NOEL KING, HOST:
Uber goes public tomorrow. It's expected to be one of the biggest IPOs in U.S. history. The company's grown massively over the last 10 years. You can hail Ubers all over the world. But it has never turned a profit. So is Uber actually worth 80- to $90 billion? NPR's Camila Domonoske has the story.
CAMILA DOMONOSKE, BYLINE: Uber started as a ride-hailing app, and it's become a household name. In fact, it was so popular that it became shorthand for any new app offering a service on demand.
(SOUNDBITE OF MONTAGE)
UNIDENTIFIED PERSON #1: It's like Uber for dog owners.
UNIDENTIFIED PERSON #2: Uber for conversations and...
UNIDENTIFIED PERSON #3: The Uber for trucks.
MANISHA KRISHNAN: It's almost like Uber for weed.
DOMONOSKE: These days, Uber itself wants to be the Uber for a lot more than just ride-hailing - Uber, but for takeout; Uber, but for packages; Uber, but for bikes and scooters. The company has spent a lot of money to expand like that. And it's expensive to try to be the Uber for everything. And it's had to keep rates low to compete with rivals. All told, it's losing billions of dollars a year, so how will it start making money?
YGAL AROUNIAN: That's the hundred-billion-dollar question, right?
DOMONOSKE: Ygal Arounian is an equity analyst at Wedbush Securities.
AROUNIAN: Uber is losing money. And you have to have a little bit of a vision to see them taking that revenue and start turning it into profit.
DOMONOSKE: Arounian is optimistic. Here's his vision. Once Uber has waited out the competition, the company can stop offering so many discounts.
AROUNIAN: Rates will go up, or I think maybe a better way to look at it is that there will be less times where they'll get, like, a coupon, right?
DOMONOSKE: Plus, he says, being the Uber for everything has its advantages.
AROUNIAN: What they want to do is have their drivers drive for both ride-share and Uber Eats - you know, picking people up and dropping them off. Lunchtime kicks in; they're dropping off food. They switch back on during evening rush hour to drop people off, and then they could do dinner, right?
DOMONOSKE: That gives it an edge over companies that just offer one service. Cut some expenses, eventually roll out self-driving cars, and you may have a recipe for profits. There's reason to be skeptical. To make this recipe work, Uber has to crush a small army of competitors. And when it comes to self-driving cars, there are huge challenges, including regulatory hurdles.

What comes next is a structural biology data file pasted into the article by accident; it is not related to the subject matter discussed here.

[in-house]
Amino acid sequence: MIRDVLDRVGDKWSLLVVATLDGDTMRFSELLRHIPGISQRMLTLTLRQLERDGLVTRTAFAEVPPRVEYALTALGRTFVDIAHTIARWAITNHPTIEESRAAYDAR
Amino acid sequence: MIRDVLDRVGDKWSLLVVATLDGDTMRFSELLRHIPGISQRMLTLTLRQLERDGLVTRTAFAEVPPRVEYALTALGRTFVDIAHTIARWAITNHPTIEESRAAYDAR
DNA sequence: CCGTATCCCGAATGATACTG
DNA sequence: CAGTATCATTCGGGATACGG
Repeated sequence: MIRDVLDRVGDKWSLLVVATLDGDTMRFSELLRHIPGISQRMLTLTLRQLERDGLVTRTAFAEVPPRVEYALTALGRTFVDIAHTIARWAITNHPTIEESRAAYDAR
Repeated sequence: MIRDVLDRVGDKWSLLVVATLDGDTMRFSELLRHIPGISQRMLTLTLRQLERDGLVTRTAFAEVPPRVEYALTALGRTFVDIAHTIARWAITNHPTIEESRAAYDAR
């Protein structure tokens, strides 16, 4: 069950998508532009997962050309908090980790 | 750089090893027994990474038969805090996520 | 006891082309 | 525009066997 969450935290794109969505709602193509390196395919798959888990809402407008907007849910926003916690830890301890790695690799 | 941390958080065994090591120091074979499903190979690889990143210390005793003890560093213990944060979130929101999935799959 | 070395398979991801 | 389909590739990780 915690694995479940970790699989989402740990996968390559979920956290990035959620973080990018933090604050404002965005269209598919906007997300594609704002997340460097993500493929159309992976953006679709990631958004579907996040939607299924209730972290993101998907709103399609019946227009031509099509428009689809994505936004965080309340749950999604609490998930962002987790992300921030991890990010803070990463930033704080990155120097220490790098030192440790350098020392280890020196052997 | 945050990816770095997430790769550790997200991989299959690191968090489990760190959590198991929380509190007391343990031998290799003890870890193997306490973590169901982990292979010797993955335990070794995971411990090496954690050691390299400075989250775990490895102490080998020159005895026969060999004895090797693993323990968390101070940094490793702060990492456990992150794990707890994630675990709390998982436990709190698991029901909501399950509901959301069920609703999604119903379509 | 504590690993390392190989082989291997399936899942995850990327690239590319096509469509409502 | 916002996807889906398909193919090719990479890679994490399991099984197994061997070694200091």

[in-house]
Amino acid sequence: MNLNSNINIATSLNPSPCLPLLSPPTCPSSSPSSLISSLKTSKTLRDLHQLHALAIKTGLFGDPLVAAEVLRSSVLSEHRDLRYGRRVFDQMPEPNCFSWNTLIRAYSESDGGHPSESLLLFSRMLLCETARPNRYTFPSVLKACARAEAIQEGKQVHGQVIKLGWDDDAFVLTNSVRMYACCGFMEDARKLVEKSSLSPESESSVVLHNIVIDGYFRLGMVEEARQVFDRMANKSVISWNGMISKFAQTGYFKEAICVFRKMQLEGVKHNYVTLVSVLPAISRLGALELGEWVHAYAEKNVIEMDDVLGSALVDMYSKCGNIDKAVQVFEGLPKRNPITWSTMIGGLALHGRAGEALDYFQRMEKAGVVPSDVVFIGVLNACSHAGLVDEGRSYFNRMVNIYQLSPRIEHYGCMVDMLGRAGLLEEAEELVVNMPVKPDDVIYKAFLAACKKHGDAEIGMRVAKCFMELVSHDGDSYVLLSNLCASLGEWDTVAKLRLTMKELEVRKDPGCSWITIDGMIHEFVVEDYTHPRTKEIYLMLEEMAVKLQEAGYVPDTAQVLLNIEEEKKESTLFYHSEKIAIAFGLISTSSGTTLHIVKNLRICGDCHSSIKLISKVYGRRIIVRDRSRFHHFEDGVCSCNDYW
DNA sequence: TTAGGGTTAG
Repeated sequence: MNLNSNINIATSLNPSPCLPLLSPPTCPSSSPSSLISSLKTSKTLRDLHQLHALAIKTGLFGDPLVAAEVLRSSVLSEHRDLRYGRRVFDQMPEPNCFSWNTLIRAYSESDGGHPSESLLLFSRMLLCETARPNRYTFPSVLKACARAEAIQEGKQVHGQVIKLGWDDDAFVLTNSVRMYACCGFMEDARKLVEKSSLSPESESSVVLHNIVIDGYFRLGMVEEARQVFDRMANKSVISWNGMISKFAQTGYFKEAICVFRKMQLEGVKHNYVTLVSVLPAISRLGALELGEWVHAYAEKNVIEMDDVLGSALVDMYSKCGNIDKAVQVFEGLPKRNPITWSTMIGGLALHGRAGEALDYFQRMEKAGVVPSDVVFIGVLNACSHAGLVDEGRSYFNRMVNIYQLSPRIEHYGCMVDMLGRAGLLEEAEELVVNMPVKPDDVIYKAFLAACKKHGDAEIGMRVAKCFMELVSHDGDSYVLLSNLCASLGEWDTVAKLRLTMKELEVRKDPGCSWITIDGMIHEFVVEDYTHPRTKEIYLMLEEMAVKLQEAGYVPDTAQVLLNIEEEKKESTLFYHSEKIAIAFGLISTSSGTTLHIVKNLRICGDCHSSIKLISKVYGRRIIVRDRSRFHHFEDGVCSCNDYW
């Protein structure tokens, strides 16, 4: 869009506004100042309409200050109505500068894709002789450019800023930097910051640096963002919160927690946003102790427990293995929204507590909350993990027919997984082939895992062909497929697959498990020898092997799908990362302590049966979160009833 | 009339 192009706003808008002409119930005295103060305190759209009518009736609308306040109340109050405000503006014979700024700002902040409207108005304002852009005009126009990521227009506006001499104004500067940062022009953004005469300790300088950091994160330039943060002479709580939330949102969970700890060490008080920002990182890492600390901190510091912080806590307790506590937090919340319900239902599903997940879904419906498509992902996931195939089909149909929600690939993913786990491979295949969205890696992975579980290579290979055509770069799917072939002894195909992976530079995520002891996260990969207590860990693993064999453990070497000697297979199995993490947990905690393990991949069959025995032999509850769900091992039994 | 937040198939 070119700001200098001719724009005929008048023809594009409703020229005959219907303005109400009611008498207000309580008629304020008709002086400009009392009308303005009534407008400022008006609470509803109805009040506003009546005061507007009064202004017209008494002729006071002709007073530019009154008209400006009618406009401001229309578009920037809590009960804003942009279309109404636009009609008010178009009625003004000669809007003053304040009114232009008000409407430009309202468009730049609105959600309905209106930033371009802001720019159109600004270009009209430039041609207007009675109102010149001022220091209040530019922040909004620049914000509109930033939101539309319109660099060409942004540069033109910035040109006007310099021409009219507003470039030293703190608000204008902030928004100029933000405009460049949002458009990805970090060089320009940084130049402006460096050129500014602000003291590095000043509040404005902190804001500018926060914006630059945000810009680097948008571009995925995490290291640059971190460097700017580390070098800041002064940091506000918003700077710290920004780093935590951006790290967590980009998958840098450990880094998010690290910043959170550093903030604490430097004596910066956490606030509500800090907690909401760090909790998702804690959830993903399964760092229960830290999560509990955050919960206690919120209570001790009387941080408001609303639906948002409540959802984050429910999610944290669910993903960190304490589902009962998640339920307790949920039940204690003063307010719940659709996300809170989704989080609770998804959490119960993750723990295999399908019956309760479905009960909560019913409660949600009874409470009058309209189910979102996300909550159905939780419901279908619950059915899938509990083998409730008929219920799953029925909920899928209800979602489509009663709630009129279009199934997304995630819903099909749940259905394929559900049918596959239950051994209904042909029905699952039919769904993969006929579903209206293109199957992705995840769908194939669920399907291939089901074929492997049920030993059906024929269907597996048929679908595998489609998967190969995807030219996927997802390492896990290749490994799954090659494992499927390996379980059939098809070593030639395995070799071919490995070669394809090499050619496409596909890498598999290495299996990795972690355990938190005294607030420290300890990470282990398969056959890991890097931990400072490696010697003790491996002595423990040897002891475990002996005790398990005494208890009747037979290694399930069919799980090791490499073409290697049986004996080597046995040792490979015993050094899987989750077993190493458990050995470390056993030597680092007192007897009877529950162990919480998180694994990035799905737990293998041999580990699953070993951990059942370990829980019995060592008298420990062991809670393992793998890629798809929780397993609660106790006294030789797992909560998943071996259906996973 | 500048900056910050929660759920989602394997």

Analysts who believe in Uber's future profits emphasize they're talking about the long term. In the meantime, aside from the minor detail that it burns billions of dollars each year, Uber has other challenges. Drivers have complained about their pay. Yesterday, cities across the U.S. saw drivers strike or protest. James Hicks was protesting in Los Angeles on Wednesday.
JAMES HICKS: My main concern is making sure that each and every individual driver makes enough money to put food on their table, to pay their bills, to feed their children.
DOMONOSKE: Some drivers have called to be treated like employees, not contractors, which would hurt Uber financially. And the company was long famous for openly flouting laws, and its corporate culture was toxic. Women who worked at Uber have reported rampant sexual harassment. Uber ousted co-founder Travis Kalanick as CEO and replaced him with Dara Khosrowshahi, who's been tasked with cleaning up shop. That included releasing a video that was an apology of sorts.
(SOUNDBITE OF VIDEO)
DARA KHOSROWSHAHI: It's time to move in a new direction.
DOMONOSKE: Now, as it moves to go public, Uber has tempered expectations a bit. One reason for caution is the example set by ride-sharing rival Lyft, which set an ambitious price for its shares. After an initial pop, stock prices slid down dramatically. So as Uber prepares to enter the stock market, it's not aiming for a $120 billion valuation like some analysts had floated. Still, with a total value of 80 to 90 billion, this will be the largest IPO in five years.
Camila Domonoske, NPR News.
(SOUNDBITE OF VANILLA'S "GOLDEN WAVES")
NPR transcripts are created on a rush deadline by Verb8tm, Inc., an NPR contractor, and produced using a proprietary transcription process developed with NPR. This text may not be in its final form and may be updated or revised in the future. Accuracy and availability may vary. The authoritative record of NPR’s programming is the audio record.